Brazil is a world leader on the natural stage – punching big with largest river, largest jungle, greatest biodiversity. But humanity seems determined to topple it where we can.
In just 80 years – a little longer than Queen Elizabeth II reigned – nearly 20% of its rainforest has been destroyed. And whether that’s for cattle ranching, timber, mining and soy crops, the government does little or nothing to intervene.
Every year more than 850,000 acres of the Amazon basin are burned and converted to farmland, releasing millions of tons of carbon dioxide in the process.
And yet there’s a biodiversity jewel just down the road that is even more at risk than the Amazon rainforest. The Cerrado, Brazil’s second most biodiverse area, with its mix of jungle and savannah, is being ruined twice as fast as the Amazon rainforest.
Despite being known as Brazil’s water tank, home to more than 80 indigenous groups and over 4,000 endemic plants, the Cerrado enjoys 84% less protection than its more famous neighbour. In fact, it’s seen by big agriculture as an ideal place to expand into.
In just one month, an area double the size of the Isle of Wight was destroyed. Over one year, an area bigger than Ireland was deforested.
FROM WATER TANK TO FIRE RISK
The agriculture that has replaced the forest uses around 70% of the region’s water. Not only that, but cutting down the trees reduces the rainfall which means the second largest underground water reservoir in the world is drying out. The Guarani Aquifer supplies the Amazon River but also the energy for 9 out of 10 Brazilians through hydroelectricity. There is now increased drought and fire risk. In just 6 months, the Cerrado had more than 10,000 fire alerts.
If we don’t act now to protect and reforest this area in partnership with its indigenous owners, this unique and diverse natural jewel will be nothing more than a dusty barren landscape. At JUST ONE Tree we’re excited to be partnering with Eden Reforestation Projects to help save this critical habitat.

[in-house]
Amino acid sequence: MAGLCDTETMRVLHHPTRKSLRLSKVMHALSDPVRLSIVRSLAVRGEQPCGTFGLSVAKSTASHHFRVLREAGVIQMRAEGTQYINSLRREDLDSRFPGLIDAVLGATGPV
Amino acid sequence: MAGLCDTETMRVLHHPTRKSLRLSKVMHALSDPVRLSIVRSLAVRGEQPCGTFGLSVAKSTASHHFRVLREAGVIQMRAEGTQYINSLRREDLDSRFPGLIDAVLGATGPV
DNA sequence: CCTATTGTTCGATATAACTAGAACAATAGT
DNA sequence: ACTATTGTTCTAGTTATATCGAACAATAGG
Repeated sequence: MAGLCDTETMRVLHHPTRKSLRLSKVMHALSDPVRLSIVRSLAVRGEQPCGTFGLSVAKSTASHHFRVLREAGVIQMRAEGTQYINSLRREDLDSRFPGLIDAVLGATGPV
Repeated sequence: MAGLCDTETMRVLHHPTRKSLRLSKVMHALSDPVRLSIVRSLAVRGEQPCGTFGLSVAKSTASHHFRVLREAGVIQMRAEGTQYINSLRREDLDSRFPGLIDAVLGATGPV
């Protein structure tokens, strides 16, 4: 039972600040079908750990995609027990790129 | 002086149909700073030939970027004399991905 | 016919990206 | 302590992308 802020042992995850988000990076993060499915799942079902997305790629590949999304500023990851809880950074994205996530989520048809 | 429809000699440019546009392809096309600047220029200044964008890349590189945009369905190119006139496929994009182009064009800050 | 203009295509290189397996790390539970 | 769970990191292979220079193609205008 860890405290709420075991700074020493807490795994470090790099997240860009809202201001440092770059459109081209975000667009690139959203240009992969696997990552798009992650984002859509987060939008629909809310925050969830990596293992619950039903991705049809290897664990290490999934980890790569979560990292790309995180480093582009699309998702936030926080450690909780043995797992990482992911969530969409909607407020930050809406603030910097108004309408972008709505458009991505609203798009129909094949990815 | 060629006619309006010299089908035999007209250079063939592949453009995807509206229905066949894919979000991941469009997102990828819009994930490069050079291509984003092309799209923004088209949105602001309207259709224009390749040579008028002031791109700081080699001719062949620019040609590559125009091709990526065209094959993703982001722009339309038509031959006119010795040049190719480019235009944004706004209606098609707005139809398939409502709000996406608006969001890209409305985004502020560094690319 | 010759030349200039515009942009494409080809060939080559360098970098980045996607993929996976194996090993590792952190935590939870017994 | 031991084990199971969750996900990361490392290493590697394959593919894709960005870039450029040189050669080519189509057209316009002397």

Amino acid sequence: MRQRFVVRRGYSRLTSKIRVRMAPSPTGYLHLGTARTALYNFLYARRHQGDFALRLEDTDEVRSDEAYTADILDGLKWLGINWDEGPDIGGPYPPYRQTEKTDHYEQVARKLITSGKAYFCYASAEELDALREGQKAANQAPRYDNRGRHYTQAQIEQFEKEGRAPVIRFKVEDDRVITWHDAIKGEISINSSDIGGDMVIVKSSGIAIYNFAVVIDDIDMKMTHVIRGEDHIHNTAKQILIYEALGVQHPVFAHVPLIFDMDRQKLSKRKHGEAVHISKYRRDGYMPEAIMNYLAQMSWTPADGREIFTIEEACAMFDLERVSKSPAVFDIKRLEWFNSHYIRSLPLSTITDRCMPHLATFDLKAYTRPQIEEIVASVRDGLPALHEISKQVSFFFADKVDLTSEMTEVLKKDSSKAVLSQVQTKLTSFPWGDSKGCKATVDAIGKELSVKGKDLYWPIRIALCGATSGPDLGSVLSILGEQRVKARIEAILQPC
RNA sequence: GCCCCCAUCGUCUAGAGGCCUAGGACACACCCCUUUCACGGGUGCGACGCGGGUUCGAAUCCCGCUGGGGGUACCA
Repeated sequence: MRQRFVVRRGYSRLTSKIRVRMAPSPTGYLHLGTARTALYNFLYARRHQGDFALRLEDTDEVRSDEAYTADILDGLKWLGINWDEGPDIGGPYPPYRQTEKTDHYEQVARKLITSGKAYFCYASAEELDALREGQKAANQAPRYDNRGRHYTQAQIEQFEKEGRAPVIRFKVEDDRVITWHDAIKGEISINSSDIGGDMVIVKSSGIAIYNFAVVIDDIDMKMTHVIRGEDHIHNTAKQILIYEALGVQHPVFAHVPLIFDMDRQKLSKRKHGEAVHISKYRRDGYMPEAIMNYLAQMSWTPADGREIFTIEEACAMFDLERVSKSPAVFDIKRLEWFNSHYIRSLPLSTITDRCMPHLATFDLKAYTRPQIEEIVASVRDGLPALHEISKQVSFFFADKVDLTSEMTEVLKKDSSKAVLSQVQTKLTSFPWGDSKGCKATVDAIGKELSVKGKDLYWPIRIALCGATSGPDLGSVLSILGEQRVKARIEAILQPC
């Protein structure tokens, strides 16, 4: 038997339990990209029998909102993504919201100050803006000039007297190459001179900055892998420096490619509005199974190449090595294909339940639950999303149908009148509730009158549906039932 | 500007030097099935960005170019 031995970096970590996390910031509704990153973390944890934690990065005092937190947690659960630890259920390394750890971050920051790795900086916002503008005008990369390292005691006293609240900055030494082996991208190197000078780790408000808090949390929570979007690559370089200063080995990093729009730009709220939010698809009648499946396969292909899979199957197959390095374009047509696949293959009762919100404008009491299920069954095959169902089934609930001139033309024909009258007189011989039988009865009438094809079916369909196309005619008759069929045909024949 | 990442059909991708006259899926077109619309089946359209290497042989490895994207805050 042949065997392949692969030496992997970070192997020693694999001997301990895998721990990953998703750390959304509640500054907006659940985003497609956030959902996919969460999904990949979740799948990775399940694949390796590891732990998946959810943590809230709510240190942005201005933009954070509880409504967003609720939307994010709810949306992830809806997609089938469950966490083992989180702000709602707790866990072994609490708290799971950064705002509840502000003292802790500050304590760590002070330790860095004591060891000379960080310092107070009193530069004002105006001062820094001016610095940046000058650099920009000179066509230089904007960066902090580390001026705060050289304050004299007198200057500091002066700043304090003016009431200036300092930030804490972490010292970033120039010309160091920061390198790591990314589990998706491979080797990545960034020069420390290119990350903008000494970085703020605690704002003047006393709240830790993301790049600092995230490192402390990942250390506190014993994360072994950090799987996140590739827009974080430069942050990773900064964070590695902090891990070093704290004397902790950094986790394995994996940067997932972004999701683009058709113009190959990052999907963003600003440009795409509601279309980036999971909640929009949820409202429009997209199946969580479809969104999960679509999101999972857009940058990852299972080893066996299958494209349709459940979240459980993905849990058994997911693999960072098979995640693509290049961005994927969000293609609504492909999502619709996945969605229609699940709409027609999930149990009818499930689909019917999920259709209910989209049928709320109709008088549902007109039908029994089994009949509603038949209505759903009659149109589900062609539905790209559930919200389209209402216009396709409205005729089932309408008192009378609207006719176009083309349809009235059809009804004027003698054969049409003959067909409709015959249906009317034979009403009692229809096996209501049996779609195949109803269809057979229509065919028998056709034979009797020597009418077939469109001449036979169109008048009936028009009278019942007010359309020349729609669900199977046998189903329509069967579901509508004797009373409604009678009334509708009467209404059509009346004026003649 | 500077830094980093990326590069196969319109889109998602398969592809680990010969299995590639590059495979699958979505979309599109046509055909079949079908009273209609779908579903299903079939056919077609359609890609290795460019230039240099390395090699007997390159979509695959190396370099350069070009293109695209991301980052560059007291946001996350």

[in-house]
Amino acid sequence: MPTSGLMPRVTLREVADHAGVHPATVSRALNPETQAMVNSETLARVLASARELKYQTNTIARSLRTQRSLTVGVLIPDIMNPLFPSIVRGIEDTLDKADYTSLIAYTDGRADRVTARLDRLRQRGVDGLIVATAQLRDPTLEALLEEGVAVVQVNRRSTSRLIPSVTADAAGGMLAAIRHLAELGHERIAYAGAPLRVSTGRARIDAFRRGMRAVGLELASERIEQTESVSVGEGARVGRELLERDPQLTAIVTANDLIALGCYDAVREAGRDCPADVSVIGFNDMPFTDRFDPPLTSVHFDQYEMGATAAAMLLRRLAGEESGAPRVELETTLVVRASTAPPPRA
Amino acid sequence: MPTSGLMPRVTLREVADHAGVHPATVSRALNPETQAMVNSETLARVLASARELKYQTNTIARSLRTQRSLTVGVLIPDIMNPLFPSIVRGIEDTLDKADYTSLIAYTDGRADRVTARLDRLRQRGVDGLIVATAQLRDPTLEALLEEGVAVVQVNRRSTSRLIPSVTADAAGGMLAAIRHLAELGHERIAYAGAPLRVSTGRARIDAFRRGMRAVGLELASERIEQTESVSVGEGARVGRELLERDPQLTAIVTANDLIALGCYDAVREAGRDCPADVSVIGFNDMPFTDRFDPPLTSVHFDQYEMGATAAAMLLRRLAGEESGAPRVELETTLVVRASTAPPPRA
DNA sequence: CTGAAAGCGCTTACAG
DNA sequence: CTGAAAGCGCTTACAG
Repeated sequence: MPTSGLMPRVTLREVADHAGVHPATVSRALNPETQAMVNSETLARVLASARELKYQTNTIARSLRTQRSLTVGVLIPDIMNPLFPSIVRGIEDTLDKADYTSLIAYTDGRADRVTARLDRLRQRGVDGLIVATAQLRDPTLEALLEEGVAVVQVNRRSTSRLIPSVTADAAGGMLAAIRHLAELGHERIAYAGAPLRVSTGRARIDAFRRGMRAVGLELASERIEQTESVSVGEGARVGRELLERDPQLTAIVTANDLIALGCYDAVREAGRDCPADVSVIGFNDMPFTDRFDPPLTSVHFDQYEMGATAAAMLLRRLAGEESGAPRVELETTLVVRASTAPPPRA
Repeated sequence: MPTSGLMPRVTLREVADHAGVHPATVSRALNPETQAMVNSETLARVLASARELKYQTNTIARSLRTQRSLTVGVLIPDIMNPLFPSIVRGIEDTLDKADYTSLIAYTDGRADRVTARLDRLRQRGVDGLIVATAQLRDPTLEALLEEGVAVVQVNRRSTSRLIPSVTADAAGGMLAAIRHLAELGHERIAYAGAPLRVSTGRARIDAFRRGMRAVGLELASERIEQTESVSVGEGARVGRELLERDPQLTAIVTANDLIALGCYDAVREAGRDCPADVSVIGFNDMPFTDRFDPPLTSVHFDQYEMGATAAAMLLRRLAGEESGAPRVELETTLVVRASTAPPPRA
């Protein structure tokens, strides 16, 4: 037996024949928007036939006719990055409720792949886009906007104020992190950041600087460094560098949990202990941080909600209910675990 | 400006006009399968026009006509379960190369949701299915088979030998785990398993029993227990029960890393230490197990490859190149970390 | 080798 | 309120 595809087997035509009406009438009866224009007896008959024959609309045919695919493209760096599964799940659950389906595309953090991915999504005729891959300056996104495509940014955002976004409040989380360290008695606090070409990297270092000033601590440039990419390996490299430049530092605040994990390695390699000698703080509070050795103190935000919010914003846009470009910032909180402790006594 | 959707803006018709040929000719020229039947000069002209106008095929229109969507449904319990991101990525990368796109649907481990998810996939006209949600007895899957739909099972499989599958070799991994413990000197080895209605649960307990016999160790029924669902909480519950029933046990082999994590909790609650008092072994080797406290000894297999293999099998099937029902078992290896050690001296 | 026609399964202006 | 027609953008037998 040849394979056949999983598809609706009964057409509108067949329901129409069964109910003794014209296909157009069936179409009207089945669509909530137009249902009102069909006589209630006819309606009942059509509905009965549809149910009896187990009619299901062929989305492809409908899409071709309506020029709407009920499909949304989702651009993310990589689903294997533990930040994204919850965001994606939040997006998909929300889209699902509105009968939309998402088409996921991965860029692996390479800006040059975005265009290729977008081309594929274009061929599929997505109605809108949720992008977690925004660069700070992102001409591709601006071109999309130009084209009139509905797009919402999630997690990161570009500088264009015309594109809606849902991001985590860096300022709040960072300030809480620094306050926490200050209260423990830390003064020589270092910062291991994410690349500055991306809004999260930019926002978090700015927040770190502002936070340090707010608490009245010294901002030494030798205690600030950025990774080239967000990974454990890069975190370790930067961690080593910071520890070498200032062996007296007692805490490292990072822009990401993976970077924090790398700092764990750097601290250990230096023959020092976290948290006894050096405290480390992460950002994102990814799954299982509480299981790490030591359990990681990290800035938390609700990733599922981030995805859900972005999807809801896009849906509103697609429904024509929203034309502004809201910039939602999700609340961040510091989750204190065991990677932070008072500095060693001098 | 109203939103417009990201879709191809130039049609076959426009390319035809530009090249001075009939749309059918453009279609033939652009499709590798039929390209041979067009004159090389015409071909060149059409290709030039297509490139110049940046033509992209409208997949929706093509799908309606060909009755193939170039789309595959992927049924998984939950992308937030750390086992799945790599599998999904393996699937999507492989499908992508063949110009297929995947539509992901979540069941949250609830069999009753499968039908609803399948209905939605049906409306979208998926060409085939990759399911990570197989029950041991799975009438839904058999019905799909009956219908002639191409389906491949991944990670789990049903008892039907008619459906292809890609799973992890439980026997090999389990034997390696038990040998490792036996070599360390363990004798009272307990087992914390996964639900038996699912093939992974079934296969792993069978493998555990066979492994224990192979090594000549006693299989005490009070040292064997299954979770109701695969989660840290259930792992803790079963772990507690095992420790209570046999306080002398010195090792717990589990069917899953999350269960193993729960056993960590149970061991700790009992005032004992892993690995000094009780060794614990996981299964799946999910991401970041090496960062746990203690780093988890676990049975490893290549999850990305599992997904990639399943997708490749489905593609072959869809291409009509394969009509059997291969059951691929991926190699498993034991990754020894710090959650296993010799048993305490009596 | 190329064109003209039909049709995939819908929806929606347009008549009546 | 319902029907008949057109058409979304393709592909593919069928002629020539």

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The Cerrado has around 12,000 plant species, a third of which are only found here.
The Brazilian Buriti
A large palm tree, which provides essential habitat and food for wildlife including tapirs, birds and monkeys. Local indigenous communities rely on the palms for food, shelter, and construction material.
The fauna around the Cerrado is mostly endemic, with more than 1,200 fish species, 864 birds, 390 amphibians and reptiles, 199 mammals, and 25,000 insect species. The various forests around the region provide a habitat for some of the Cerrado’s notable wildlife, including the giant anteater, the maned wolf, and big cats like the jaguar.
The jaguar, the largest cat in the Americas, is a World Wildlife Fund “priority” animal. That’s because it’s losing its habitat to deforestation, and they are also being killed due to illegal jaguar hunting.
They remained isolated, out of fear of being enslaved, until researchers stumbled upon them in the 1960s, and they were granted indigenous legal rights to their land. In 2020 their land was recognised as an ICCA (Indigenous and community conserved areas) by the UN and the World Conservation Monitoring Centre (UNEP-WCMC).
Despite only recent designation as an ICCA, like many other indigenous communities across the globe, the Kalunga has a history of good environmental stewardship. They plant in small hand-cleared areas that are used for up to four years, then left to rest and recover for another ten years.
What difference can we make?
The Cerrado has a wet tropical climate in the summer and a dry but temperate winter. Thanks to this difference across the seasons, the Cerrado has a variety of grasslands as well as humid closed-canopy forests in wetter areas. This contributes to its huge biodiversity – making it Brazil’s second largest biome (area of high biodiversity).
Hand in hand with the local Kalunga community, we will provide long employment and livelihood improvements, restore biodiversity and replenish springs and waterfalls vital to Brazil's water tank.
With the joint effort of our fundraising and the hard work of the Kalunga community, we are targeting planting three quarters of a million trees by 2027.